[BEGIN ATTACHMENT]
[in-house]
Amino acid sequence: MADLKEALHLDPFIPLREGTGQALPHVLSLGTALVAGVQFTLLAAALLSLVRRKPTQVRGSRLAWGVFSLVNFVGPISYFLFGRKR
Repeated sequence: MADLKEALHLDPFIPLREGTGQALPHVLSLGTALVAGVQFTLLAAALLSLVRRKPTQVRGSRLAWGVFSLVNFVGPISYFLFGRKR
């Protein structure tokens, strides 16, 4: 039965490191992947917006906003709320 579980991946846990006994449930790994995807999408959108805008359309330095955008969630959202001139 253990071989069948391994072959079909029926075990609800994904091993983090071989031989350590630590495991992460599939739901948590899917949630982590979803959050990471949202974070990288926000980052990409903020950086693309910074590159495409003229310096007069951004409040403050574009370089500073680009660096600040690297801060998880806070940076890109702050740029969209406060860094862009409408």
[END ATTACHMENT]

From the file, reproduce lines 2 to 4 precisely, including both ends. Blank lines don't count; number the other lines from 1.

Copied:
Amino acid sequence: MADLKEALHLDPFIPLREGTGQALPHVLSLGTALVAGVQFTLLAAALLSLVRRKPTQVRGSRLAWGVFSLVNFVGPISYFLFGRKR
Repeated sequence: MADLKEALHLDPFIPLREGTGQALPHVLSLGTALVAGVQFTLLAAALLSLVRRKPTQVRGSRLAWGVFSLVNFVGPISYFLFGRKR
């Protein structure tokens, strides 16, 4: 039965490191992947917006906003709320 579980991946846990006994449930790994995807999408959108805008359309330095955008969630959202001139 253990071989069948391994072959079909029926075990609800994904091993983090071989031989350590630590495991992460599939739901948590899917949630982590979803959050990471949202974070990288926000980052990409903020950086693309910074590159495409003229310096007069951004409040403050574009370089500073680009660096600040690297801060998880806070940076890109702050740029969209406060860094862009409408």